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The dangers of making home-made hand sanitiser

by Nectar Beauty 05 May 2024

Have you considered making your own home-made hand sanitizer? In recent weeks, it has become one of the most sought-after personal hygiene products. Many formulas have gone viral as home-made alternatives, that are much more affordable, especially considering that they have sold out in pharmacies and supermarkets alike. But, is making hand sanitizer at home recommended?

Although the recommendation is to apply hand sanitiser when you get to any supermarket or establishment, in reality the most effective hygiene method for stopping the expansion of the virus is washing your hands with soap and water for at least 20 seconds. Hand sanitiser should only be considered a valid alternative when you have no access to soap and water. Home-made versions can also contain dangers that are pretty easy to avoid. Let us tell you more: 

Four reasons for not making home-made hand sanitiser

Let us share with you the reasons that making your own hand sanitiser at home is not a good idea and why you should preferably use those sold at pharmacies in addition to frequently washing your hands with soap and water.

  1. Although the formula is approved by the health authorities, you might not prepare it correctly. The formula for home-made hand sanitiser is simple, but it remains chemical and, therefore, you need to make sure you add the ingredients in exactly the right proportions. Often, you’ll find that you don’t have exactly what you need and that is when problems can arise. For example, the concentration of alcohol might be too low, meaning the hand sanitiser is not really a disinfectant.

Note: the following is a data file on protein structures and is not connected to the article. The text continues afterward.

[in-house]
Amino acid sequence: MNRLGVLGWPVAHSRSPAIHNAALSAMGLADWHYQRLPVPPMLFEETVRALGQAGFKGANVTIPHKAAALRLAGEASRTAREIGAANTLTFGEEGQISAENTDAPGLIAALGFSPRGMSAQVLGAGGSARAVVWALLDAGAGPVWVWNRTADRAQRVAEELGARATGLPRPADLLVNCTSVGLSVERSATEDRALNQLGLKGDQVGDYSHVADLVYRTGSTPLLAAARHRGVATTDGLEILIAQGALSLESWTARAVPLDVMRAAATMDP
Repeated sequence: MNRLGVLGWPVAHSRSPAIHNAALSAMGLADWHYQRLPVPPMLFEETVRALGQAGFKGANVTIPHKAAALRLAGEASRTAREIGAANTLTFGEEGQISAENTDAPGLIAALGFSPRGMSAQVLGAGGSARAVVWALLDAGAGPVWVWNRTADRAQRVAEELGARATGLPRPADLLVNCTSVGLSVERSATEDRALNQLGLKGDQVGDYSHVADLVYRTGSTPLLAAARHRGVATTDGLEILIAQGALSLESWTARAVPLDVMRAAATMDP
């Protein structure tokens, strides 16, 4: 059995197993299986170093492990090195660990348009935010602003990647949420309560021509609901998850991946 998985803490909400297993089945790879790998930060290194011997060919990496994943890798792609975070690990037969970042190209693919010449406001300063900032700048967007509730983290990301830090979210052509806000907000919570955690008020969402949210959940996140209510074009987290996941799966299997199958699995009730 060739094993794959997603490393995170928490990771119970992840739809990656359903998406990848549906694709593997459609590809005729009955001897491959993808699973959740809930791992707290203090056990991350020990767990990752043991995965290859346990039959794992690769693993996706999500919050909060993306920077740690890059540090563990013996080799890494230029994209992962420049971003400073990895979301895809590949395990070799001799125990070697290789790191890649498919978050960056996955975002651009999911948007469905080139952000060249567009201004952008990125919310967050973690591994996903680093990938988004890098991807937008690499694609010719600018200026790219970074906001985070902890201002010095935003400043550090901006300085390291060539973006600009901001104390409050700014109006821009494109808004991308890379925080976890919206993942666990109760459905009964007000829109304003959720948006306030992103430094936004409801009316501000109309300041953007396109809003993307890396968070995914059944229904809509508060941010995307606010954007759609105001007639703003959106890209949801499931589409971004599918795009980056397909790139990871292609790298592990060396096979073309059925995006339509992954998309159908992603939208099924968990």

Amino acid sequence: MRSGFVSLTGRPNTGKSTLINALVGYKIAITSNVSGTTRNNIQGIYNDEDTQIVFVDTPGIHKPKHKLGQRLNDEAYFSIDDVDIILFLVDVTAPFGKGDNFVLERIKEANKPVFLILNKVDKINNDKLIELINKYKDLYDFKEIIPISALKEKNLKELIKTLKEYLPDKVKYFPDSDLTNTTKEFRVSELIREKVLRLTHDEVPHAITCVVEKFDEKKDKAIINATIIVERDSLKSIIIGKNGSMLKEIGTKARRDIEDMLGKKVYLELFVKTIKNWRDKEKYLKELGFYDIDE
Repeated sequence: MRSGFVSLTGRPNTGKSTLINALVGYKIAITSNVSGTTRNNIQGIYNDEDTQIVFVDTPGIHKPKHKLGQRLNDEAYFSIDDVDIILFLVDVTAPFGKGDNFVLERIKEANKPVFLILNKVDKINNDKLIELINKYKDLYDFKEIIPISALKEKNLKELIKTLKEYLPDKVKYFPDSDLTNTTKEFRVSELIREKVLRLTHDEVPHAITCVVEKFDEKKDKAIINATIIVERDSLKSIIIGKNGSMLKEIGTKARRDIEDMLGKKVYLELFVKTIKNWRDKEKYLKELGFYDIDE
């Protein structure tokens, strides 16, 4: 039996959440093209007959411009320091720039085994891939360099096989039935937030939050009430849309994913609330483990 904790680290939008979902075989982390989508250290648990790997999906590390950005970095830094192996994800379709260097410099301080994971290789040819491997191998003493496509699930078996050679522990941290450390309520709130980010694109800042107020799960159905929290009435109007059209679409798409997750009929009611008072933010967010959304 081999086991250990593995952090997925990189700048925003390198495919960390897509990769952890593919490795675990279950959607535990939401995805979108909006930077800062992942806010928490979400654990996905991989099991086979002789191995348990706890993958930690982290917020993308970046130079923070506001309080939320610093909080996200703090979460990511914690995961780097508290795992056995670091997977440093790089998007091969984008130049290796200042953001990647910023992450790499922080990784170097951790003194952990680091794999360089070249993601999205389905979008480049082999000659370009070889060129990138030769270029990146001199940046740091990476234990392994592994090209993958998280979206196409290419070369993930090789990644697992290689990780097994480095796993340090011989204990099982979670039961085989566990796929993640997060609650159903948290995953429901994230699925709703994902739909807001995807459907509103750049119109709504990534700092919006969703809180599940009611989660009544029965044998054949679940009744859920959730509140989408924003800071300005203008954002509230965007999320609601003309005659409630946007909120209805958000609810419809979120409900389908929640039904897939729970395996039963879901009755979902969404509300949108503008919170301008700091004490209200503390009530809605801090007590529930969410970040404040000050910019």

1. Your source of information might be incorrect: the formula might not be beneficial for your hands, and much less effective. Not all recipes you find online for making your own hand sanitiser are accurate and you might be wasting resources and making your skin suffer unnecessarily.
  1. Pharmacies need alcohol: it is more than likely that you’ve been to several pharmacies and been unable to find alcohol at any of them. We should be responsible and, no matter how eager you are to make your own hand sanitiser, we shouldn’t deplete either alcohol or glycerine stocks (the main ingredients of hand sanitiser) at pharmacies as this may affect somebody in more urgent need of them.
  1. The best alternative is soap and water: as we were saying, hand sanitiser is useful when there is no other available alternative. However, the virus is particularly vulnerable to soap as it gets covered by a lipid layer. You’ll probably have heard that the health authorities recommend washing your hands regularly with soap and water. They’re the experts, take notice of their recommendations.

How to wash your hands with soap and water properly

Washing your hands with soap and water is the proper way to keep them free from the virus and other pollutants. This is undoubtedly something that we should convert into an important part of our daily lives.

When you wash your hands, you also need to follow specific guidelines to make sure the process if effective and exhaustive. Have a look at this simple 5-step routine to keep your hands in impeccable condition:

  • Using tepid or cold water, moisten your hands.
    1. Soap them until foamy and rub the back of your hands, between your fingers and underneath your nails repeatedly.
    2. Count to about 20 or 30 seconds repeating these movements and thinking about where you might need most care, for example, under your nails.
    3. Rinse well using clean running water, whether cold or tepid (we’ll leave this choice up to you).
    4. To finish off, dry your hands with a clean towel or paper. Remember that if you use a dirty towel, you’ll undo all your hard work.
    Remember that washing your hands with soap and water is the safest method for keeping your hands clean and a critical part of your essential hygiene routine. Only use hand sanitizer when you are unable to follow this routine.
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